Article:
If you create a site using a ccTDL does your site have to comply with that country's law?
Short answer, that is not legal advice: the host country of the ccTLD certainly has jurisdiction. When you register a name you must agree to certain terms. Usually the terms include abiding by the country's laws and that is the least you could expect... But each extension is different. So the answer is that you should read the terms carefully and decide if they are acceptable to you.
Also check if the country in question has a good track record in terms of fairness or confiscates domains at whim. Some are more aggressive than others and their tolerance levels vary.
Some countries forbid adult or gambling, especially Muslim countries. Some countries have public lists of disallowed keywords (for example Israel). .us is also famous for banning the seven dirty words. Lots of countries reserve the right to dismiss vulgar names or anything contrary to 'public order'. If you register a name that is objectionable, then there is a risk that the registration will be challenged or revoked at some point.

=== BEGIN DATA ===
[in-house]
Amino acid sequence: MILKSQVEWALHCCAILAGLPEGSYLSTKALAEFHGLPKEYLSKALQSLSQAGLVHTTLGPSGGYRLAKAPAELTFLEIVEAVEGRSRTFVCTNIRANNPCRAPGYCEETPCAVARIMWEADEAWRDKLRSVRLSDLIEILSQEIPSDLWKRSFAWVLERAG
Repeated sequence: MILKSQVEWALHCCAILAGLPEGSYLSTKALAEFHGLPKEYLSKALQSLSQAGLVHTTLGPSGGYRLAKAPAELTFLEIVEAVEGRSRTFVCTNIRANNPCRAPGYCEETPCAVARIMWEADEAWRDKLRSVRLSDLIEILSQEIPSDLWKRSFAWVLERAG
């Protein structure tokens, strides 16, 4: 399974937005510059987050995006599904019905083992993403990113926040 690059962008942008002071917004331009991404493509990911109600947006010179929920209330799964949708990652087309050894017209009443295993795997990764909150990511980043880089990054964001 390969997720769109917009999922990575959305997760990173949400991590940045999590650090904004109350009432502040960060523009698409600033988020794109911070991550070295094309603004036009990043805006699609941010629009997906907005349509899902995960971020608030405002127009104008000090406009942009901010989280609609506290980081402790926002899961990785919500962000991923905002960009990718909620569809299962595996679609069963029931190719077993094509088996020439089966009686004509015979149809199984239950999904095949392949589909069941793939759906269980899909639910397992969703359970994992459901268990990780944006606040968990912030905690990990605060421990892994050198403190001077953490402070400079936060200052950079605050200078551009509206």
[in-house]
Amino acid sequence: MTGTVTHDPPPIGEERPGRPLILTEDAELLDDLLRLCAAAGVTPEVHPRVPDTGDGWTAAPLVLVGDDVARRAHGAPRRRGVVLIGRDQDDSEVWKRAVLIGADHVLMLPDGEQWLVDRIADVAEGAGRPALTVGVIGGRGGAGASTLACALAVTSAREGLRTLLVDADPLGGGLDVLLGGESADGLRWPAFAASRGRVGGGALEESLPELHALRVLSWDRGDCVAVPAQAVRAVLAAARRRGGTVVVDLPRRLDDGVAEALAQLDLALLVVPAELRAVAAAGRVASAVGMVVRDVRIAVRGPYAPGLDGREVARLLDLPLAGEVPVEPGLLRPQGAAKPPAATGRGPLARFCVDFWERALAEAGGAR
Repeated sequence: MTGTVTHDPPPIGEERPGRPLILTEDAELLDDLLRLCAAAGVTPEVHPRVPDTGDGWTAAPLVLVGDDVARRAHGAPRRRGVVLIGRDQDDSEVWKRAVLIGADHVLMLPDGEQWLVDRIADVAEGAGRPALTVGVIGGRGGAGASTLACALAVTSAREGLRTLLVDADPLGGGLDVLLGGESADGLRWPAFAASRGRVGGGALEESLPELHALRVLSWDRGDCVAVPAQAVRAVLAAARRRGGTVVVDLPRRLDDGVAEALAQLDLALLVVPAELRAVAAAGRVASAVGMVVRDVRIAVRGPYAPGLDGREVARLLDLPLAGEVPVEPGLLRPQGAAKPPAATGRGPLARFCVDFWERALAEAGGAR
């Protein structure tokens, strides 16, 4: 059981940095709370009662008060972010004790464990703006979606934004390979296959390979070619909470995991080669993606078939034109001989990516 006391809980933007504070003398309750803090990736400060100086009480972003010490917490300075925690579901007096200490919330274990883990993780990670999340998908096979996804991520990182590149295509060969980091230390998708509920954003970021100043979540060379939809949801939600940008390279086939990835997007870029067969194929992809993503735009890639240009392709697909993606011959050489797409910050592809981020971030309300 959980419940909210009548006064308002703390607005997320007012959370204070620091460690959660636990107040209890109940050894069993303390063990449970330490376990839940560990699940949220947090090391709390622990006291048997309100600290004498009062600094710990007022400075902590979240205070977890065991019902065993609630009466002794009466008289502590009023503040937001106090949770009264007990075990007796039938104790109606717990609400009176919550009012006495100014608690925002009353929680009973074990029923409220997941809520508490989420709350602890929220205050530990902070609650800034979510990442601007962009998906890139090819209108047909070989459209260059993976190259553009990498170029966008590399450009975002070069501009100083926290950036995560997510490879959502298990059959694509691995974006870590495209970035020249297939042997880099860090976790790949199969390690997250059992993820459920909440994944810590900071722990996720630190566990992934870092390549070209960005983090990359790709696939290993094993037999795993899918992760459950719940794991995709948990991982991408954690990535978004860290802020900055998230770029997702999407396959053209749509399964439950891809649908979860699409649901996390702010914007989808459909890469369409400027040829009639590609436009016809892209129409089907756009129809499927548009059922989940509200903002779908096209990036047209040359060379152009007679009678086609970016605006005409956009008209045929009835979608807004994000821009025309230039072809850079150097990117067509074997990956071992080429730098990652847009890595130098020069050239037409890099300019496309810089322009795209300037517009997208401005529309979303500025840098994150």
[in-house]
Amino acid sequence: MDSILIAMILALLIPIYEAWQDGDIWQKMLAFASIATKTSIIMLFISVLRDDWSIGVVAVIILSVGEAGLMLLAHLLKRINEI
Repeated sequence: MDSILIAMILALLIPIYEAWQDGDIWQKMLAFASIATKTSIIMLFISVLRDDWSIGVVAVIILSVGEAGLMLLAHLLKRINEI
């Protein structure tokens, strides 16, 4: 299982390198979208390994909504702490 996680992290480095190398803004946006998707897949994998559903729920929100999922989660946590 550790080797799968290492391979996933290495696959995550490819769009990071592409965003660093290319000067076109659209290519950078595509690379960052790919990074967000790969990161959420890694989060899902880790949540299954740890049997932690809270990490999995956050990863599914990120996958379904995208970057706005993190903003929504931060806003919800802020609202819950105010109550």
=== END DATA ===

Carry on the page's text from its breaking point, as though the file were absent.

In many countries, the registry has some discretionary power and may revoke names that are deemed to be offensive. In certain circumstances, they will make exceptional decisions. Apparently Spain recently seized a few Corona domains like covid19.es but 'temporarily'. If you don't like it, you can appeal or sue. But on their land, in their courts, not on your terms.
Some countries have privatized their extensions, known examples are .co (Colombia) or .me (Montenegro). That still does not mean they are unregulated. Generally they grant themselves some room for maneuver just in case.
Then you have some ccTLDs that don't seem to care much about what people are doing with their domains (think .tk) but some of those ccTLDs are unreliable and dysfunctional, some are actually on autopilot and have gone dark for extended periods of time (African ccTLDs in particular).
But as hinted in the comment above, you also have to abide by the laws of your country of residence, or whatever country your business is operating from. All those parties can hold you accountable for your actions.